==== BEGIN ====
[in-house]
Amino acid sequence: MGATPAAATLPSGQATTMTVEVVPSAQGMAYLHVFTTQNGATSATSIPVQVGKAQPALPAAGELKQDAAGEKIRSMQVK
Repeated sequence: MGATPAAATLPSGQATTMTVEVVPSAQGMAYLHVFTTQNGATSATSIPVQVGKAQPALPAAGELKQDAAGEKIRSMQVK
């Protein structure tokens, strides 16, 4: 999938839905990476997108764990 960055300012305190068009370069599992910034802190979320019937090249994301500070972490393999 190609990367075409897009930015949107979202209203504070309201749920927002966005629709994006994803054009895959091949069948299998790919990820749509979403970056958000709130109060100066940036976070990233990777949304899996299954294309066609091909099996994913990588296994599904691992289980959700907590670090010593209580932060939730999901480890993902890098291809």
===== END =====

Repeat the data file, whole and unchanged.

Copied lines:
[in-house]
Amino acid sequence: MGATPAAATLPSGQATTMTVEVVPSAQGMAYLHVFTTQNGATSATSIPVQVGKAQPALPAAGELKQDAAGEKIRSMQVK
Repeated sequence: MGATPAAATLPSGQATTMTVEVVPSAQGMAYLHVFTTQNGATSATSIPVQVGKAQPALPAAGELKQDAAGEKIRSMQVK
């Protein structure tokens, strides 16, 4: 999938839905990476997108764990 960055300012305190068009370069599992910034802190979320019937090249994301500070972490393999 190609990367075409897009930015949107979202209203504070309201749920927002966005629709994006994803054009895959091949069948299998790919990820749509979403970056958000709130109060100066940036976070990233990777949304899996299954294309066609091909099996994913990588296994599904691992289980959700907590670090010593209580932060939730999901480890993902890098291809």